Learning points:

  • The most effective regime for treatment of metastatic melanoma is combination immunotherapy with nivolumab and ipilumimab, and this therapy is associated with a high incidence of autoimmune endocrinopathies.

  • Given the high prevalence of immune-related adverse events, the threshold for functional testing should be low.

  • Traditional antibody testing may not be reliable to identify early-onset endocrinopathy.

  • Routine screening pathways have yet to be adequately validated through clinical trials.

Open access

Raluca Maria Furnica, Julie Lelotte, Thierry Duprez, Dominique Maiter and Orsalia Alexopoulou

Summary

A 26-year-old woman presented with severe postpartum headaches. Magnetic resonance imaging (MRI) revealed a symmetric, heterogeneous enlargement of the pituitary gland. Three months later, she developed central diabetes insipidus. A diagnosis of postpartum hypophysitis was suspected and corticosteroids were prescribed. Six months later, the pituitary mass showed further enlargement and characteristics of a necrotic abscess with a peripheral shell and infiltration of the hypothalamus. Transsphenoidal surgery was performed, disclosing a pus-filled cavity which was drained. No bacterial growth was observed, except a single positive blood culture for Staphylococcus aureus, considered at that time as a potential contaminant. A short antibiotic course was, however, administered together with hormonal substitution for panhypopituitarism. Four months after her discharge, severe headaches recurred. Pituitary MRI was suggestive of a persistent inflammatory mass of the sellar region. She underwent a new transsphenoidal resection of a residual abscess. At that time, the sellar aspiration fluid was positive for Staphylococcus aureus and she was treated with antibiotics for 6 weeks, after which she had complete resolution of her infection. The possibility of a pituitary abscess, although rare, should be kept in mind during evaluation for a necrotic inflammatory pituitary mass with severe headaches and hormonal deficiencies.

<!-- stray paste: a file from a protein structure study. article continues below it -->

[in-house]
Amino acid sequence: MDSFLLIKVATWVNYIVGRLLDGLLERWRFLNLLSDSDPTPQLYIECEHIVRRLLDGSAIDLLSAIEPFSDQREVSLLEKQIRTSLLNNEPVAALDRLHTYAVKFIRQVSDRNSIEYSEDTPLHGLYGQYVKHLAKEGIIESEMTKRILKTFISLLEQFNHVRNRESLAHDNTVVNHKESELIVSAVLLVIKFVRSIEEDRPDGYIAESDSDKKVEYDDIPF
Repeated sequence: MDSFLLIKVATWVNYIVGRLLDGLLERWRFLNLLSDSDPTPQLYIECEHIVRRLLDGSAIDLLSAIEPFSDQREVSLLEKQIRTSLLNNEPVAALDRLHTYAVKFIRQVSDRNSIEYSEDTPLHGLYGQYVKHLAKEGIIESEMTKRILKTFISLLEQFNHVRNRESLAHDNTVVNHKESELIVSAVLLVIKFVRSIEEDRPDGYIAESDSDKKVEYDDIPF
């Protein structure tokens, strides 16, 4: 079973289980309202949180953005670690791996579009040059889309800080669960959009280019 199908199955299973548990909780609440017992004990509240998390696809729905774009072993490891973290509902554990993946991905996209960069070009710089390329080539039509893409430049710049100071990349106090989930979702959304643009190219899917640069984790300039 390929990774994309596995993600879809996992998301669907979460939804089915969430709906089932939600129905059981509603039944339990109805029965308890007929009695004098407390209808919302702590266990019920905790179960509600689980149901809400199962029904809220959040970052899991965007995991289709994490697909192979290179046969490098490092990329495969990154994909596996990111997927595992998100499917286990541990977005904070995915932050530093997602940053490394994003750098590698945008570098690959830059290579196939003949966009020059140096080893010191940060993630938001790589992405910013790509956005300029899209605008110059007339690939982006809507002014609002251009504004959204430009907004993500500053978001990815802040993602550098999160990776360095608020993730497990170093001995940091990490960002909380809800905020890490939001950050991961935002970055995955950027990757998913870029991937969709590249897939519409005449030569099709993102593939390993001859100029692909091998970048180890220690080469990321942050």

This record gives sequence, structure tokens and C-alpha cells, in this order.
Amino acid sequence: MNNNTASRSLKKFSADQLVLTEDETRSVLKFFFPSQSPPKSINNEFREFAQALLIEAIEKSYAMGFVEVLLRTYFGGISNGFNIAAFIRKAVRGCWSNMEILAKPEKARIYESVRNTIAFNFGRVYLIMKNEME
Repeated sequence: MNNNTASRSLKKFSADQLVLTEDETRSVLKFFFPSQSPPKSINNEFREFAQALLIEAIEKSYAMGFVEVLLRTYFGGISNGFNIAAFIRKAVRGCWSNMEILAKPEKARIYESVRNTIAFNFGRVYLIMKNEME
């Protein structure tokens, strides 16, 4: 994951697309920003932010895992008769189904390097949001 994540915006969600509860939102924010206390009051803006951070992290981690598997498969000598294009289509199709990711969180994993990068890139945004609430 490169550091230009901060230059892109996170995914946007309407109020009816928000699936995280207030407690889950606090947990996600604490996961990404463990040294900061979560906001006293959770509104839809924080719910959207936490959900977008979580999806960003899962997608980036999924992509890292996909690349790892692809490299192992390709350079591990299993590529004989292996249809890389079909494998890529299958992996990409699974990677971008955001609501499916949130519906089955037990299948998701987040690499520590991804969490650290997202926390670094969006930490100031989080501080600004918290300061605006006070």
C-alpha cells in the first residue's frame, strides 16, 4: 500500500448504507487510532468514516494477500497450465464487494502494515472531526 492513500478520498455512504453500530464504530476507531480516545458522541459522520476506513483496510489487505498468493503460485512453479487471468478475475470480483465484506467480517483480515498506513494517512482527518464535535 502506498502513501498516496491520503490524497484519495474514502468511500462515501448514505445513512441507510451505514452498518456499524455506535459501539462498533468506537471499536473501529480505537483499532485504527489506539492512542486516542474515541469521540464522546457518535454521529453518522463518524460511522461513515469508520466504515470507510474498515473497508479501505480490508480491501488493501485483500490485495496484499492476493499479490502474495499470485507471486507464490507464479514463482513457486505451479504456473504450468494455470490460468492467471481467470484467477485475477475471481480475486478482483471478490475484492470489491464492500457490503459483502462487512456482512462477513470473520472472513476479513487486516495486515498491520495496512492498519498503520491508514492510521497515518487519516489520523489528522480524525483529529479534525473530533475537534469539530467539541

Learning points:

  • The possibility of a pituitary abscess, although rare, should be kept in mind during evaluation for a necrotic inflammatory pituitary mass with severe headaches and hormonal deficiencies.

  • In a significant proportion of cases no pathogenic organism can be isolated.

  • A close follow-up is necessary given the risk of recurrence and the high rate of postoperative pituitary deficiencies.

Open access

Syed Ali Imran, Khaled A Aldahmani, Lynette Penney, Sidney E Croul, David B Clarke, David M Collier, Donato Iacovazzo and Márta Korbonits

Summary

Early-onset acromegaly causing gigantism is often associated with aryl-hydrocarbon-interacting receptor protein (AIP) mutation, especially if there is a positive family history. A15y male presented with tiredness and visual problems. He was 201 cm tall with a span of 217 cm. He had typical facial features of acromegaly, elevated IGF-1, secondary hypogonadism and a large macroadenoma. His paternal aunt had a history of acromegaly presenting at the age of 35 years. Following transsphenoidal surgery, his IGF-1 normalized and clinical symptoms improved. He was found to have a novel AIP mutation destroying the stop codon c.991T>C; p.*331R. Unexpectedly, his father and paternal aunt were negative for this mutation while his mother and older sister were unaffected carriers, suggesting that his aunt represents a phenocopy.

Learning points:

  • Typical presentation for a patient with AIP mutation with excess growth and eunuchoid proportions.

  • Unusual, previously not described AIP variant with loss of the stop codon.

  • Phenocopy may occur in families with a disease-causing germline mutation.